Reading Time: ~ 3 min.
The week (and April) is moving quickly forward! And it was super-fun to hangout with a handful of new faces last night in our #yenHOURS as we coworked together, talked shop, and built community!
See you tomorrow morning @ 8:00am PST for another #yenWORKING?
- No automation. Not full-time. Chores. Overnight success. CH + Stripe!
- Every biz. Gumroad and creators. EAs? Loki. Could be useful. Casted!
- Wildrift. Bidenomics. Wireflow. Damn bandcamp. Bloo ui kit. DevRel @ Twitter.
- Why. Great teams. VC decks. Thanks FB. Resoume? Nah. Audioverse. Port?
- We deserve our decline. Scale marketplaces. Notion link manager. Xupermask.
- New wallstreet. Elon on decision making. Amazon coins? Blogrolls, really.
- Amazing. Mindset challenge. Sidekick net. Focus. Bye DTC? Simple question.
- Finding voice. Google > Oracle. Brand modeling. TikTok haters. Holdco.
- Notion courses. Image gen. Counter. Backing IRLs. Structure a social network.
- Fucking crazy. Revenge ($$). Nowness. Smarter. Broken discourse. Comgrid.
To infinity & community,
I really enjoyed listening to these two seasoned and experienced leaders talk shop:
Clearly defined wins are vital for startups. But what else is essential? In this episode, Sangram Vajre and I discuss must-haves for a successful startup culture.
I love this:
The first year is about “problem-market fit”; does the market care about the problem? A lot of early products and startups believe that the problem that they need to solve doesn’t change. But, you have to start here.Sangram Vajre
You have to build a product that solves a problem, answers a question, or resolves a tension. The mission isn’t to try to convince the world (or the market) that they need your product! The “convincing” isn’t — and shouldn’t be — the prime focus.
A few more takeaways (via a great handout) below.
High-Level, Key Takeaways:
- The Magic Triangle – the categories every entrepreneur should focus on:
- Mission – what you believe in no matter what happens
- People – hiring the right people to drive performance
- Culture – defining the win at every level of the organization to create a game-changing winning culture that your people will feel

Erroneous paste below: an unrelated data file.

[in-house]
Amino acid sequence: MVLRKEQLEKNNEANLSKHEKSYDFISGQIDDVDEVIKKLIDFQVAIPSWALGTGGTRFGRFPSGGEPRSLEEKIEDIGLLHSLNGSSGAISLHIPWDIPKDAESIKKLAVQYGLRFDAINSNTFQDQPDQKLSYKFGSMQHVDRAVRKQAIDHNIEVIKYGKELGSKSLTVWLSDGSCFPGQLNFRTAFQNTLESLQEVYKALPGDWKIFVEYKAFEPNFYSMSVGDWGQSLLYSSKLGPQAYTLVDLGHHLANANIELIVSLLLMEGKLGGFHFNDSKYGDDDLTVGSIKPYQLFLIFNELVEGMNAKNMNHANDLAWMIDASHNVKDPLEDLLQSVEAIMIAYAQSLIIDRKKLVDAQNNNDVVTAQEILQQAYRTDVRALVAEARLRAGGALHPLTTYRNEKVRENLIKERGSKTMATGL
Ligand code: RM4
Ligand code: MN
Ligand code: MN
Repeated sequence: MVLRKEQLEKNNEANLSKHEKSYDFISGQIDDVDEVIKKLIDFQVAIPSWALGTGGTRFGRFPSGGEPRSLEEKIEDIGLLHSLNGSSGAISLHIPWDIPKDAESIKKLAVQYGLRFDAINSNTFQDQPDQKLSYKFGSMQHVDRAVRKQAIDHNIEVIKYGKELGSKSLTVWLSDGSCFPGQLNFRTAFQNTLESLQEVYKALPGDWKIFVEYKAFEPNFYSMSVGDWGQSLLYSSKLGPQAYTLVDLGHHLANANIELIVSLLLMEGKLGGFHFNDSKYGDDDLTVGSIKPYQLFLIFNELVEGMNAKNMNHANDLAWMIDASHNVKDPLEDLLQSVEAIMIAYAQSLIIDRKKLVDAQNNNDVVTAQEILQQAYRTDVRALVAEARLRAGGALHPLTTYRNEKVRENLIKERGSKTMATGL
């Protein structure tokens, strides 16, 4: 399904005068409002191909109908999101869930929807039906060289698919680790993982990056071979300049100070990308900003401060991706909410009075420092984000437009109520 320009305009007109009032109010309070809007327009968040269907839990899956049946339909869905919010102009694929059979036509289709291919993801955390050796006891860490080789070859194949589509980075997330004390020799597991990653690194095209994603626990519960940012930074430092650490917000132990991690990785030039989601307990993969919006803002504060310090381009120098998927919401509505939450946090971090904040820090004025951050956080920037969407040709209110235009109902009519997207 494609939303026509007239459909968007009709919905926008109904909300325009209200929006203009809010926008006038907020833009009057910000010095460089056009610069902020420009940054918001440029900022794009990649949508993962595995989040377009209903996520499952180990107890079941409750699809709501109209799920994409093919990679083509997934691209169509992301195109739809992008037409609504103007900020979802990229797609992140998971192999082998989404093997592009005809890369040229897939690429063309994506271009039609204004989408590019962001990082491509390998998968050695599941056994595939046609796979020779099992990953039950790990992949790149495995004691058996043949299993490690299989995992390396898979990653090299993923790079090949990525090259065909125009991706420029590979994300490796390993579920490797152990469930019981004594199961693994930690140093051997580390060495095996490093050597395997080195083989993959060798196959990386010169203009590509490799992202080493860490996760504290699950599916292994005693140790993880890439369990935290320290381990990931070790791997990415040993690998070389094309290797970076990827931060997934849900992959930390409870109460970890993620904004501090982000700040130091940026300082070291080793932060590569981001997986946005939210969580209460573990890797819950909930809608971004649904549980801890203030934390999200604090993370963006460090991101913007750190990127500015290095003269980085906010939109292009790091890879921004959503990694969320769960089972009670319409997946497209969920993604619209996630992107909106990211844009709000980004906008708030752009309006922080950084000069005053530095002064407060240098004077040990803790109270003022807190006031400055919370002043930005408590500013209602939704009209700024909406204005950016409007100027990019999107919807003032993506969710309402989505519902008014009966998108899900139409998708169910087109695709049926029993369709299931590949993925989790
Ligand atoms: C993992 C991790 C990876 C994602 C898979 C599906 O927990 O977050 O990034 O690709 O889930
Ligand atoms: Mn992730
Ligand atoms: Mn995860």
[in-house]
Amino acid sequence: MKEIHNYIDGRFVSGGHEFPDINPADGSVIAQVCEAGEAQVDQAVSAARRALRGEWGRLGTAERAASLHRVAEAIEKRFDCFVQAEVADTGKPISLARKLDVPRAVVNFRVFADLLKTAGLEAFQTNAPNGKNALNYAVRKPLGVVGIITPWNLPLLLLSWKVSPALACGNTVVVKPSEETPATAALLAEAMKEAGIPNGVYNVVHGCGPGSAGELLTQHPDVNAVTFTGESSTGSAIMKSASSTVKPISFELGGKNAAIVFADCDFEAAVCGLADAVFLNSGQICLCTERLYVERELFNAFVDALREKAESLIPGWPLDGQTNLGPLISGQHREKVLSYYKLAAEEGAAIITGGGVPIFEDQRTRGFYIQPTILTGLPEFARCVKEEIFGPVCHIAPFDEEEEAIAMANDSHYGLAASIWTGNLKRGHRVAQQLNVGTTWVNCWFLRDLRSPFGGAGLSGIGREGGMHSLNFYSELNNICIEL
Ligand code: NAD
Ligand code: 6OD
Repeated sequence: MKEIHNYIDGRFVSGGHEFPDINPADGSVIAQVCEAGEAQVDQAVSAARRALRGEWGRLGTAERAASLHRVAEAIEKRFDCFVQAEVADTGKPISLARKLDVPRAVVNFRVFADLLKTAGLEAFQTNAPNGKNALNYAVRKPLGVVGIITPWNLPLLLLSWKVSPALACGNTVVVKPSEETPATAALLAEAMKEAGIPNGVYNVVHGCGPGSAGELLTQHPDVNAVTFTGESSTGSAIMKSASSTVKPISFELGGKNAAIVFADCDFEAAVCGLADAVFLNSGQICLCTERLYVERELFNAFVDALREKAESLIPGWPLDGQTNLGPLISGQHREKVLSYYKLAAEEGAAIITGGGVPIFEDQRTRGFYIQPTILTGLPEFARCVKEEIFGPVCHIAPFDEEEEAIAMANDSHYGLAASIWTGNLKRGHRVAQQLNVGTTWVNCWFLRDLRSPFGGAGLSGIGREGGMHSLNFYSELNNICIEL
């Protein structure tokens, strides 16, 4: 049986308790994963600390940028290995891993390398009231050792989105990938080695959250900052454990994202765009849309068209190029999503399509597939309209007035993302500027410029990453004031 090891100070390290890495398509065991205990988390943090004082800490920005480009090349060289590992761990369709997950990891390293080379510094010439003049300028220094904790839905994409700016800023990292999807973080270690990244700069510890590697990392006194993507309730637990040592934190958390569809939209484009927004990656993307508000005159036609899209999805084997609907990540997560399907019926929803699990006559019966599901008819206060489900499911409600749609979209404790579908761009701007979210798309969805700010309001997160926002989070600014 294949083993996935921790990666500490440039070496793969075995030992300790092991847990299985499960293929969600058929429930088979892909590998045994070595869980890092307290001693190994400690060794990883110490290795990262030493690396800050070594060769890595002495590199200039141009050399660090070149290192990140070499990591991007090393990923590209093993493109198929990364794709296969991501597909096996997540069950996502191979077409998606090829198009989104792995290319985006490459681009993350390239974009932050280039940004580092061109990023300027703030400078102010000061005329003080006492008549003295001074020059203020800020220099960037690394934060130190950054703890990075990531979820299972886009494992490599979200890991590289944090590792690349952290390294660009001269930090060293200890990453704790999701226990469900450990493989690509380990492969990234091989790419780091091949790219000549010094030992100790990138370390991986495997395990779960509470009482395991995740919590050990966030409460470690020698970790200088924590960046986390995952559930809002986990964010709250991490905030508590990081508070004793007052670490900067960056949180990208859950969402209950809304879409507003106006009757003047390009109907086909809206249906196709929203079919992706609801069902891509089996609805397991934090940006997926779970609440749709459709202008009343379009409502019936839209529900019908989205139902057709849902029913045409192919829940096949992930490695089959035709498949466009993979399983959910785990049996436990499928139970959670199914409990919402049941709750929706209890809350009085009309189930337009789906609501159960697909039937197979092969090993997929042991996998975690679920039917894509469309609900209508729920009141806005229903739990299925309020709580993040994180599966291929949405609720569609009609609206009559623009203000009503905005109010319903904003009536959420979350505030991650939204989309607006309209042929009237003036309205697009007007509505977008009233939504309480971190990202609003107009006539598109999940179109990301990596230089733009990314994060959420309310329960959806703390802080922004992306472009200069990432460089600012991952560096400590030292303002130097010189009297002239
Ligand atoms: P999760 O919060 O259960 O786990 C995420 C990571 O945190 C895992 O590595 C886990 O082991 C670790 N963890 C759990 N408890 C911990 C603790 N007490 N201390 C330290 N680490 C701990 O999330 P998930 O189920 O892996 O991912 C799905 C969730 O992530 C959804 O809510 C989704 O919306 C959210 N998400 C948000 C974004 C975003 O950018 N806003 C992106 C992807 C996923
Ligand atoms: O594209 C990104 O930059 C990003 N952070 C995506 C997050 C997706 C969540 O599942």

- How leaders create a winning culture that values people and accomplishes the mission:
- See the whole picture. It’s a mistake to think about winning using only sales or growth metrics.
- Define the win based on the activities that keep your business moving forward. This will help employees at all levels see and feel how they contribute to the win.
- Think beyond sales or growth metrics alone. This sets your organization up for exponential growth and casts a longer-term vision for success.
- The mission of your business isn’t to convince everyone they need your product or service. It’s to create a product that answers a question, solves a problem, or resolves a tension for your customer.
- Threats to maintaining a healthy culture come from the tension of balancing the two primary revenue sources-raising capital and sales.
- The first year of a startup must be focused on problem-market fit. Does your market care about the problem that your product solves?
- Retention is the new acquisition. Customer retention is achieved when you have a deeper attachment to the problem you solve than your product.
- An integral part of personal success as you take on a new venture is protecting your important relationships.
- Evaluate your opportunity in light of the sacrifices each partner will make to achieve your goals.
- Build community within your family, team, and your organization by defining the win:
- Attach the win to a timeline. Clearly define your goals and set expectations by pinning the goals to specific dates.
- Your commitments to your community will help motivate you to achieve your goals.
- Community helps build resilience and helps you stand against the odds as an entrepreneur.
- You will be a stronger, more successful leader when you keep your primary partnership at home your highest priority.
You can get a